As part of a massive new $2 trillion climate plan unveiled Tuesday, presumptive Democratic nominee Joe Biden promised to shift America away from gas-powered vehicles through executive action on the first day of his presidency.
What are the details?
In the first key element of his campaign's plan for a "clean energy revolution," the former vice president vowed to "take executive action on Day 1 to not just reverse all of the damage Trump has done, but go further and faster."
Here's what the plan states with the main point in bold:
Day 1 of the Biden Administration is going to be very busy! To immediately make progress on his climate agenda, Biden will take actions including requiring aggressive methane pollution limits for new and existing oil and gas operations; developing rigorous new fuel economy standards aimed at ensuring 100% of new sales for light- and medium-duty vehicles will be zero emissions and annual improvements for heavy duty vehicles; protecting America's natural treasures by permanently protecting the Arctic National Wildlife Refuge and other areas impacted by President Trump's attack on federal lands and waters; and banning new oil and gas leasing on public lands and waters. (emphasis mine)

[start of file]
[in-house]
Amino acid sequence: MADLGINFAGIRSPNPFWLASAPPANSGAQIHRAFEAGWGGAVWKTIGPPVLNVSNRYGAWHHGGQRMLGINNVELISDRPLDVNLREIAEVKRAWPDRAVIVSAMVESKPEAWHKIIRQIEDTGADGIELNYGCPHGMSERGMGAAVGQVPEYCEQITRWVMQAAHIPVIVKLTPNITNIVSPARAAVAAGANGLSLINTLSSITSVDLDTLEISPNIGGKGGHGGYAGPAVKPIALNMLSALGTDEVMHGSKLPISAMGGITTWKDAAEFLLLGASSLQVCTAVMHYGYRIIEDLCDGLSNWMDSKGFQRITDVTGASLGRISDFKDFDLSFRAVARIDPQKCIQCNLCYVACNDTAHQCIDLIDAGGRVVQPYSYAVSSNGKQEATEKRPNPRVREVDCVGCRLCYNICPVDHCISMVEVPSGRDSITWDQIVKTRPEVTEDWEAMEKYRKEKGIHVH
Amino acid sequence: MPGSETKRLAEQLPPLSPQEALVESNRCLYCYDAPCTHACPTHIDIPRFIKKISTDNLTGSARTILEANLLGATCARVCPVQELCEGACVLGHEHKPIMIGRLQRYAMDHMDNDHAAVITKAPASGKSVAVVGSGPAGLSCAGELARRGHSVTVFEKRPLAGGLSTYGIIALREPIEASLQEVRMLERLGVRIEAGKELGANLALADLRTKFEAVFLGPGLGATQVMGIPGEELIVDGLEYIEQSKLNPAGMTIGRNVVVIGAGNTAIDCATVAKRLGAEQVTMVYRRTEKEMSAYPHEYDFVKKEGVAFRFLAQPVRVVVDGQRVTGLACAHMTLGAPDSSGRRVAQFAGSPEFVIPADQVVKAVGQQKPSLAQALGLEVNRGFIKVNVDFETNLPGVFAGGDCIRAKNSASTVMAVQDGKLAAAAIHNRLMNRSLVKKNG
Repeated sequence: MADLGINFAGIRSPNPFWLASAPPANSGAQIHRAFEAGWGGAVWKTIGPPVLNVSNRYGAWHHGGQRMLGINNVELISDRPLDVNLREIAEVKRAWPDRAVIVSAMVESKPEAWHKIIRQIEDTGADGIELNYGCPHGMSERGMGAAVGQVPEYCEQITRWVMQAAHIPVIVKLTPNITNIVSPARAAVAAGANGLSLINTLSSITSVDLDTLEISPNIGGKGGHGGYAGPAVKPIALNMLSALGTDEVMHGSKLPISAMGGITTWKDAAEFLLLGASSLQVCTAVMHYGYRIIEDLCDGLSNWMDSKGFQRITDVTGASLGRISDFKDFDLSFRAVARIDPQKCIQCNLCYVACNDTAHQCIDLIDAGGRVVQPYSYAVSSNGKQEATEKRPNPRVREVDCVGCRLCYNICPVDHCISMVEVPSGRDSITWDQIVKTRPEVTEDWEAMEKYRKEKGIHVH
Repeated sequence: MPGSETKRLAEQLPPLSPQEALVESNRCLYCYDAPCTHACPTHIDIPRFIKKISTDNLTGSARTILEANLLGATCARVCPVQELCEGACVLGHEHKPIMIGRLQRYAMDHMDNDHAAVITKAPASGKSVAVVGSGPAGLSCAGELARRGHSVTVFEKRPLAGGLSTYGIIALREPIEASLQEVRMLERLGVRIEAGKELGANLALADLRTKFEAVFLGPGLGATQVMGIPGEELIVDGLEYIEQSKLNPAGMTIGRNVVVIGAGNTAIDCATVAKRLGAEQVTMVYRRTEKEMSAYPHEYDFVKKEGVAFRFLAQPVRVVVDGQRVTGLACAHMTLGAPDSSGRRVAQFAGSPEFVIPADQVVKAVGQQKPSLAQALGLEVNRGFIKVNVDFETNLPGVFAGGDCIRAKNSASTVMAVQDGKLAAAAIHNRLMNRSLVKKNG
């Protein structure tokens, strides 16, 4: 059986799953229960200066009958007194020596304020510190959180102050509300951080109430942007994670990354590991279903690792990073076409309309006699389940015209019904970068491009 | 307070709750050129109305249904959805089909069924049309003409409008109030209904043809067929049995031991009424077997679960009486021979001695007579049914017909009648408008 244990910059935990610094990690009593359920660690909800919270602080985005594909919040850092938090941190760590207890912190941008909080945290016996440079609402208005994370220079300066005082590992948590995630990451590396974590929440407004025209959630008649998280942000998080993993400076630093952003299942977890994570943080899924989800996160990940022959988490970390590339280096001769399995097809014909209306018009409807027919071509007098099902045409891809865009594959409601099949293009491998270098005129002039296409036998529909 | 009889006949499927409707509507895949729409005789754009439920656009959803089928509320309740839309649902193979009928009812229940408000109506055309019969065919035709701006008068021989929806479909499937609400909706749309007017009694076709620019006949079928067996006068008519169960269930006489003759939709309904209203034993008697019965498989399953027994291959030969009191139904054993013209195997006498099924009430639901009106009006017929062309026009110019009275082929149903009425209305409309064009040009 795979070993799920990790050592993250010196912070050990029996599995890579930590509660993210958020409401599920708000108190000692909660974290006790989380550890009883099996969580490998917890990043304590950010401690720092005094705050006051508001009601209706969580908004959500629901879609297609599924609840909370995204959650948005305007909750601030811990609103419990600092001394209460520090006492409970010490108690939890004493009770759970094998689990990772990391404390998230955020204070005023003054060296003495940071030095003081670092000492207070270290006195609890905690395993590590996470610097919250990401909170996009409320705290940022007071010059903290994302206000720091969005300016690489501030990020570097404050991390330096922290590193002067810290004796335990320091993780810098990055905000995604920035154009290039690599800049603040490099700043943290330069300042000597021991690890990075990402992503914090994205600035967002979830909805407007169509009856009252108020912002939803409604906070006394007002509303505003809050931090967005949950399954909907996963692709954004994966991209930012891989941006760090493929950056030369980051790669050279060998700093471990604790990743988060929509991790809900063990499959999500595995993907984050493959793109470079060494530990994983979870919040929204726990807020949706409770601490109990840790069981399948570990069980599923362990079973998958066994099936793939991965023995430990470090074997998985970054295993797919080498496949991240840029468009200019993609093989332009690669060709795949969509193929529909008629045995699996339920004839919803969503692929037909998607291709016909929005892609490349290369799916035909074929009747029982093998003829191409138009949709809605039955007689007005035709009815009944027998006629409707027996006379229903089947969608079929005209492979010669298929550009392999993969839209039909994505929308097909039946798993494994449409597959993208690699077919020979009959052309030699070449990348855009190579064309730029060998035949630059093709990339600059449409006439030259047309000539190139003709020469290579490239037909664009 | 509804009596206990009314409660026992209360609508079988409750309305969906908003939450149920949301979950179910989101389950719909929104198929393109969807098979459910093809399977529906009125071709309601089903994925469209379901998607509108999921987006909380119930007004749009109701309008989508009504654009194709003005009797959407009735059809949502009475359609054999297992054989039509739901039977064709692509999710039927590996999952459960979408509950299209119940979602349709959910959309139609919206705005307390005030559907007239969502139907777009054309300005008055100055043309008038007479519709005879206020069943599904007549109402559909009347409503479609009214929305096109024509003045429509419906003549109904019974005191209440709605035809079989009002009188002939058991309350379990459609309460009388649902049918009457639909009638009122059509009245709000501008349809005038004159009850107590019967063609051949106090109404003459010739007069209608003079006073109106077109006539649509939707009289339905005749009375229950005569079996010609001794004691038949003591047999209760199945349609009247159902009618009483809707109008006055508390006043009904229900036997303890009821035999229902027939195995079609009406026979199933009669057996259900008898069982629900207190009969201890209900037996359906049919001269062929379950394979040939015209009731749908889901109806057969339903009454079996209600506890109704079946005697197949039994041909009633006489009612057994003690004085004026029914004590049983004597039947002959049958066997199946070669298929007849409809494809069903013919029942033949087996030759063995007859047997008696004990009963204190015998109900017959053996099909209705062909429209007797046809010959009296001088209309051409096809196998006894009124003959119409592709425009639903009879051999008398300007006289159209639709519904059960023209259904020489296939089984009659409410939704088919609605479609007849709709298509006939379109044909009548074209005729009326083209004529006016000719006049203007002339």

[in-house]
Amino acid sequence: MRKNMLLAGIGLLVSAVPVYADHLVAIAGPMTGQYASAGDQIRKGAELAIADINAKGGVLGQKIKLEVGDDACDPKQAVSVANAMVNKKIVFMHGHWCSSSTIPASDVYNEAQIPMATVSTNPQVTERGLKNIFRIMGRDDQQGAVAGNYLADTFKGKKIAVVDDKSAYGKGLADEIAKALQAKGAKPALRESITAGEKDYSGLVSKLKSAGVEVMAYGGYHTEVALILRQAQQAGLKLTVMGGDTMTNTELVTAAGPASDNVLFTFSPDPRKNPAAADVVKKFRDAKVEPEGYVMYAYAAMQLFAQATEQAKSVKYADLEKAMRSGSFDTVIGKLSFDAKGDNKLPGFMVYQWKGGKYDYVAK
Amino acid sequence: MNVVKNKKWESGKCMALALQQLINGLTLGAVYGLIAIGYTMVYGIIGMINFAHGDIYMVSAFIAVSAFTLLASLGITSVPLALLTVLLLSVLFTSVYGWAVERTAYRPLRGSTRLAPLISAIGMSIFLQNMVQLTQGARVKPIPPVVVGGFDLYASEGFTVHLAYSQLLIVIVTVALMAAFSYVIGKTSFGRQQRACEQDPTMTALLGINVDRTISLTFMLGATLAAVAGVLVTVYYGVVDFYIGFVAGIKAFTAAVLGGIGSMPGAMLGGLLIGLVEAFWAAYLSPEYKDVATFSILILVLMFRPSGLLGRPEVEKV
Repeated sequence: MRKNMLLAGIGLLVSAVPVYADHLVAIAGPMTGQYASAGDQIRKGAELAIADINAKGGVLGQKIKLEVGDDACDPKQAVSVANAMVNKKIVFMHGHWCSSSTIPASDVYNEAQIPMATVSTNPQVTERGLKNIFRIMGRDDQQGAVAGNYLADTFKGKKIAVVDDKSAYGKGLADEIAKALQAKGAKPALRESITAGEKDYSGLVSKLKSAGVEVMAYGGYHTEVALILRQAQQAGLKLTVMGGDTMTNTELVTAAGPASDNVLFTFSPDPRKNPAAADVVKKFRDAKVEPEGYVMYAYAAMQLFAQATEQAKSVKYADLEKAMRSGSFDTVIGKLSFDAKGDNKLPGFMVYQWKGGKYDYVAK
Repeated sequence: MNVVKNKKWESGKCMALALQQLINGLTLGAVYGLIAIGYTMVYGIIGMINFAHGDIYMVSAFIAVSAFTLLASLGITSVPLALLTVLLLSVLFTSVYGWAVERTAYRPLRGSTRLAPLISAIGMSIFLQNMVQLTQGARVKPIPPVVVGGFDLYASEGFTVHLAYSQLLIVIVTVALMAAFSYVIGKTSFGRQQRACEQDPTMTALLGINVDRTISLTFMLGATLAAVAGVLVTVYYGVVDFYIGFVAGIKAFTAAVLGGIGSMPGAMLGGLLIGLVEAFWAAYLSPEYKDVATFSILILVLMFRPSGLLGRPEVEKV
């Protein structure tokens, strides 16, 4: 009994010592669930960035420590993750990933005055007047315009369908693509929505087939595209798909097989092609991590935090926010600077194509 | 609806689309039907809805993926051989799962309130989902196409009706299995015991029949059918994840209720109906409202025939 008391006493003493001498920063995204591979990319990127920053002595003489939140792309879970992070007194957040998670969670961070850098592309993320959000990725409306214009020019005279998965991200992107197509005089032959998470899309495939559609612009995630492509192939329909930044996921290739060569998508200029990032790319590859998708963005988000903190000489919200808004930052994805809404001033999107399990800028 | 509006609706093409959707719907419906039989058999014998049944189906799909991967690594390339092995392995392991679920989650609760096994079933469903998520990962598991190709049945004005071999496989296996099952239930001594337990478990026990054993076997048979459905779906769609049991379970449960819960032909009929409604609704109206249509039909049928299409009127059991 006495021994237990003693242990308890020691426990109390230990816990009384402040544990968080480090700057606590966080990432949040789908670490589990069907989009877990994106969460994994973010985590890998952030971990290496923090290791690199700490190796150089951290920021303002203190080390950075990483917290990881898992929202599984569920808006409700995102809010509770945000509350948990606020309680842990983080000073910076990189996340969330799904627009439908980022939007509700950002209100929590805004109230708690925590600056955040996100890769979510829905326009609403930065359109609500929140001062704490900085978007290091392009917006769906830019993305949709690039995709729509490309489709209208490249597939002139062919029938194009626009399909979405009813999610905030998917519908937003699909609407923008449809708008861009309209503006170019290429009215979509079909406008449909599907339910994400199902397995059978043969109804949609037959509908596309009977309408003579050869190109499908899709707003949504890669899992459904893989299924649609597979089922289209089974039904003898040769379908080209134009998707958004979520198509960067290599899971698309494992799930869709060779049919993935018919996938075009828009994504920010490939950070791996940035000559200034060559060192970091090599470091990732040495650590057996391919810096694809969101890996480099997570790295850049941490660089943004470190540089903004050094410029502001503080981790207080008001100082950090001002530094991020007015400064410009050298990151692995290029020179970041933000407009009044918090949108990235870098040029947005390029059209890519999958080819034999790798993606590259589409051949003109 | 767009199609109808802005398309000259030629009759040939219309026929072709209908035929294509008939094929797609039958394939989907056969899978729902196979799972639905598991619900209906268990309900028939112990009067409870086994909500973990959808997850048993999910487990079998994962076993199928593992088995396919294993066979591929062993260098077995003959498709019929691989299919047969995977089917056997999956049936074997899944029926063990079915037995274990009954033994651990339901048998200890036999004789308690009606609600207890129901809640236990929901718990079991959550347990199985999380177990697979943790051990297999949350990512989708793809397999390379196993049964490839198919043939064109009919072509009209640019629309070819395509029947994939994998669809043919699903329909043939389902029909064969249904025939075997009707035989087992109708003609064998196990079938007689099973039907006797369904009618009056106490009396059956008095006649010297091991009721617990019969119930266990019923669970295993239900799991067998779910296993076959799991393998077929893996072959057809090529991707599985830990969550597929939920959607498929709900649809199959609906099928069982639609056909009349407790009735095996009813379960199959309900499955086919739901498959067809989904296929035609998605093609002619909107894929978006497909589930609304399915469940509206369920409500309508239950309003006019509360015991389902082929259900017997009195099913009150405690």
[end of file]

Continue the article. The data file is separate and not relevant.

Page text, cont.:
Should it be carried out, the move to develop fuel economy standards equivalent to electric vehicles would effectively outlaw the sale and production of gas-powered vehicles in the United States.
While the campaign's proposal does not say exactly when Biden's 100% electric vehicle mandate would be implemented, it suggests that developing the new standards will be a major priority of his energy policy early on in his presidency.
Eliminating the internal combustible engine has long been a wish list item for progressive politicians, but regular Americans have been far less keen on jumping on the electric car bandwagon.
According to the I&I editorial board, "plug-in electrics account for 0.5% of cars on the road, and made up less than 2% of new vehicles sold in 2019."
Besides, critics argue, the technology behind electric cars in terms of its effectiveness in reducing carbon emissions has not been perfected.
According to a 2018 study conducted by Politico — not exactly a right-wing news source — having more electric cars on the road could actually increase pollution, due to the emissions that come from producing electricity.
Another study by the University of Michigan's Transportation Research Institute found that when electricity production was factored in, the average plug-in produces as much CO2 over its lifetime as a gas-powered car that gets 55 miles per gallon. In other words, the impact is somewhat negligible.